No. 14 Iowa and No. 19 Michigan played a game Saturday that went through all ranges of the Big Ten spectrum with the Wolverines coming away with a 10-3 win in a defensive struggle. While both defenses played outstanding, there were also a ton of missed opportunities.
Michigan (4-1, 2-1 Big Ten) missed two field goals and Iowa (4-1, 1-1) committed four turnovers, and on one of its most important drives of the game, hurt itself with four straight penalties. The drive chart featured 14 punts and back-to-back interceptions in the first half. So, yeah, not the prettiest game. But it's still a big win for the Wolverines. What did we learn from Saturday's rock fight? Takeaways are below.
Michigan's defense played lights out
The last time we saw the Wolverines' defense against a team not named Rutgers, Wisconsin ran at, around and through them to the tune of 359 yards in a 35-14 embarrassment. Say what you will about Michigan's offensive struggles -- and you can bet we will -- but it was stunning to watch another team line up and, hat-on-hat, beat a Don Brown-coached defense. That didn't happen against the Hawkeyes. This Wolverines group was far more aggressive and effective with eight sacks (and nearly a handful more), four takeaways and 3.6 yards per play allowed. About the only thing Michigan didn't do well defensively was stop Iowa on third downs, but even then, the Hawkeyes were 6-of-17 after starting 6-of-12.
In particular, Michigan's defensive front played outstanding. Kwity Paye, Carlo Kemp and Aidan Hutchinson were in the backfield constantly and combined for 3.5 of Michigan's eight sacks. And Iowa had one net yard rushing. Then there was tremendous, tight coverage on the back end. It's not a hot take to say Michigan won this game on defense alone. Good on Brown and this squad for rebounding the past couple of weeks.
About that offense, though ...
Michigan's defense played more than well enough to win. Their offense is the reason why Iowa even had a chance to tie things up late. With under two minutes to play, the Hawkeyes had the ball near midfield with a chance to tie. Given that Iowa had four turnovers and was completely one-dimensional, there's no reason why the Wolverines should have had to sweat this game. But they averaged 4.5 yards per play and never quite found a rhythm. That falls on the offensive staff to do a better job.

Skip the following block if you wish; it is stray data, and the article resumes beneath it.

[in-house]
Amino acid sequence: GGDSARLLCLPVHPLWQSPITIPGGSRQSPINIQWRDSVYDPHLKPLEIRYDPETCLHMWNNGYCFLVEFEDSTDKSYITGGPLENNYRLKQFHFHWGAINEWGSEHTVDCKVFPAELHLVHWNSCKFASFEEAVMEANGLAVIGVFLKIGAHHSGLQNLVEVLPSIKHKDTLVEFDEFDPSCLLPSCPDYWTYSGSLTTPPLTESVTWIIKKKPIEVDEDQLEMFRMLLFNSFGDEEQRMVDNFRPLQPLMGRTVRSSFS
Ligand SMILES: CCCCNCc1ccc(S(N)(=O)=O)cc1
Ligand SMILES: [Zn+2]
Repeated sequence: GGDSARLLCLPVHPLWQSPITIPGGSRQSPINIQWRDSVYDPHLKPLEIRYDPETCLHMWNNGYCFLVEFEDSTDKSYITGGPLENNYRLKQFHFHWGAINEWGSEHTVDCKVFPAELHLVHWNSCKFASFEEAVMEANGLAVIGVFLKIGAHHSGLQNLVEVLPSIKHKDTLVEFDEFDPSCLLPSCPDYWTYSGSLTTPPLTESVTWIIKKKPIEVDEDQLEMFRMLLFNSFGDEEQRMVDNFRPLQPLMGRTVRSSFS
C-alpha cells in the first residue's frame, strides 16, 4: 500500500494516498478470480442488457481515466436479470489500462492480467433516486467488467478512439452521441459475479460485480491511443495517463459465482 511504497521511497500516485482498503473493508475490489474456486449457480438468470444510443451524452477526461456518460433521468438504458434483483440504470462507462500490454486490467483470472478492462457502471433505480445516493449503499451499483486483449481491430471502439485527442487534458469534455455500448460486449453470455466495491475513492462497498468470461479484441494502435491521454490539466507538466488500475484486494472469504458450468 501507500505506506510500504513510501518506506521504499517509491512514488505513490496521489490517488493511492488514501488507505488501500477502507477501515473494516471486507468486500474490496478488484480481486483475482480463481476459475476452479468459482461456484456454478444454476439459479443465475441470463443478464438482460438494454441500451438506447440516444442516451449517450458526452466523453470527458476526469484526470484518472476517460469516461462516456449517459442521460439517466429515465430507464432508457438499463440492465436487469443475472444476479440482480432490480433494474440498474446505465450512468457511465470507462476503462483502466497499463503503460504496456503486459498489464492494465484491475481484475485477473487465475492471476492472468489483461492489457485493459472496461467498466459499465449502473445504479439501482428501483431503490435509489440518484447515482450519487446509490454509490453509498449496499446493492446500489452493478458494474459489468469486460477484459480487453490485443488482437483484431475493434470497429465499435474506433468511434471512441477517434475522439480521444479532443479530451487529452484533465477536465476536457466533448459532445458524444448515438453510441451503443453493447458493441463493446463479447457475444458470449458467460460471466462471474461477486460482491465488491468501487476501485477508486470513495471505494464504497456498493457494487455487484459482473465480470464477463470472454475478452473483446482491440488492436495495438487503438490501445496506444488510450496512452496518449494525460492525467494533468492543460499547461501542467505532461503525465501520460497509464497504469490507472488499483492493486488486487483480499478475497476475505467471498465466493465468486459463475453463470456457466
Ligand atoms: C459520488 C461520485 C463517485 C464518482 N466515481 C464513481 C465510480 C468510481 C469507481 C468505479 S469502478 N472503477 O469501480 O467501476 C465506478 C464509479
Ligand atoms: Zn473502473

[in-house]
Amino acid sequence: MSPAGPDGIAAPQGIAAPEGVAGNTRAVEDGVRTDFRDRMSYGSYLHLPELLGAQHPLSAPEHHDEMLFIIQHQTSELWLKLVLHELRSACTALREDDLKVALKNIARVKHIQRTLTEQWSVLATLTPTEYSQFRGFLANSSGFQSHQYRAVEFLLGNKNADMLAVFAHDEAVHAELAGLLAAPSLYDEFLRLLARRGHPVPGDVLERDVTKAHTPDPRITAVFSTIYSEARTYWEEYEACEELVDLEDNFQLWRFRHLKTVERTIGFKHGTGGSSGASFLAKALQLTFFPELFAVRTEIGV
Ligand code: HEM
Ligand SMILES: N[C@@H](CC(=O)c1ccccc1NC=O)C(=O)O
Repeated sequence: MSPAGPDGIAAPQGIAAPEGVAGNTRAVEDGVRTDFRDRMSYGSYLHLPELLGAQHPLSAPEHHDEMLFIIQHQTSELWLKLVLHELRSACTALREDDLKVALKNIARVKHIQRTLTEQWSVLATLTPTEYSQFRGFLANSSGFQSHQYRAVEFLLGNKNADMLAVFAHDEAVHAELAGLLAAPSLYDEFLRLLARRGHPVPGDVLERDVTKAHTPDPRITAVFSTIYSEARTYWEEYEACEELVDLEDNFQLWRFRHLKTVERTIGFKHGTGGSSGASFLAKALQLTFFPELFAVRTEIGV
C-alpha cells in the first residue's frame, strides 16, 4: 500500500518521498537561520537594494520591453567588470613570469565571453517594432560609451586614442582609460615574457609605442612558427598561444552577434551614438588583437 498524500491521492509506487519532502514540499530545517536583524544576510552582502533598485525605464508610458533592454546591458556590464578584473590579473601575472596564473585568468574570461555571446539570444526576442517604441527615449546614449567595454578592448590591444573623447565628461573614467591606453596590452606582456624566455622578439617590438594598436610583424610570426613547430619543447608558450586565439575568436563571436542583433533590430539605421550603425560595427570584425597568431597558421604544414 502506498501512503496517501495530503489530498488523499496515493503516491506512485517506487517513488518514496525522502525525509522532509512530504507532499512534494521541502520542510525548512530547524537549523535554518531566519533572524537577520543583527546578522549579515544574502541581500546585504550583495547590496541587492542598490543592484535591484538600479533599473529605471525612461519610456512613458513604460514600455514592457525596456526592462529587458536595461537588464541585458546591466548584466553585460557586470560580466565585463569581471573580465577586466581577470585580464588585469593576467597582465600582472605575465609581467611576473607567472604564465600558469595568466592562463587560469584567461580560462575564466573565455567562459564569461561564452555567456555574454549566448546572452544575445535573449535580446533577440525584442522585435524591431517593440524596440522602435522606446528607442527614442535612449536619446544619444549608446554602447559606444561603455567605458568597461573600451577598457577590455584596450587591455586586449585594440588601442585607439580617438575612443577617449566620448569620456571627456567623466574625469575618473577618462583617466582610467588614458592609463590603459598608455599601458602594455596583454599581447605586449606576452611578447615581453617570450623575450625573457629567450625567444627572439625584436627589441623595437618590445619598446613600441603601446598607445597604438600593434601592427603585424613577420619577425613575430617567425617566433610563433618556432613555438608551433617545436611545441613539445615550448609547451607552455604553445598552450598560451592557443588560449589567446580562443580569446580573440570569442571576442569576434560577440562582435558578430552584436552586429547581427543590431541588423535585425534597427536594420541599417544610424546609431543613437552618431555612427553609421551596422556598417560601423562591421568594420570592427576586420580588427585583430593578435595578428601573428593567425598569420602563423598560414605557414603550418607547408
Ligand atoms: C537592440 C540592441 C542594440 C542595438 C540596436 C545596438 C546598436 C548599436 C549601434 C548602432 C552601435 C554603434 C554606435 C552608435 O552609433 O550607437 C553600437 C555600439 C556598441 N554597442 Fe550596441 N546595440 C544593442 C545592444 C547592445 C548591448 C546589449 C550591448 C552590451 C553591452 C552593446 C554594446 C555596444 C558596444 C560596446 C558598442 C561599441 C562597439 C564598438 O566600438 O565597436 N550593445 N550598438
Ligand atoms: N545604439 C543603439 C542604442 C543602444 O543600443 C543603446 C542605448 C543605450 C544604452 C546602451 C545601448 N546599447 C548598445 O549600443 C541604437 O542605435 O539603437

It would seem this team is most effective when running the ball with quarterback Shea Patterson while letting him hit quick passes out of RPO looks. But that's not what Michigan did consistently and it was odd when it went away from those types of plays. I get this is a continuous frustration for Michigan fans, but it's worth pointing out again. Iowa also had a good defensive game plan, but Michigan squandered its opportunities to move the ball and put points up as well.
Iowa's pass protection was a real problem
Hawkeyes quarterback Nate Stanley entered Saturday as one of the more efficient quarterbacks in the Big Ten with eight passing touchdowns and zero interceptions. Against Michigan, he threw three picks. He was also sacked and pressured routinely. You can start tallying Iowa's problems by pointing to the trenches. Michigan won there, hands down. Iowa has typically been known for great offensive line play, but between the poor rushing day and the QB pressures, the Hawkeyes were wholly beaten up front. But protection problems don't simply lie with the offensive line. Pass protection from running backs was a problem and there were a few instances in which Stanley held on to the ball too long and took a sack when he should have thrown it away.
Again, credit Michigan's defense for a great game plan, but Iowa failed in pretty much every way at protecting the quarterback -- and that includes issues from the quarterback himself.
The Big Ten West definitely looks like Wisconsin's to win
You don't want to rely on transitive properties too much in college football. After all, most teams are different every single week. But it's hard to not to look at what Wisconsin did to Michigan and what Iowa did and not see the difference. Most teams are different every single week and it's hard to count on consistency when you get into the meat of conference play, but after six weeks is there anyone in the West Division who can challenge Wisconsin? Minnesota maybe? It's still a long season and Wisconsin's toughest games are ahead of it, but the Badgers have navigated through its schedule without any hiccups.
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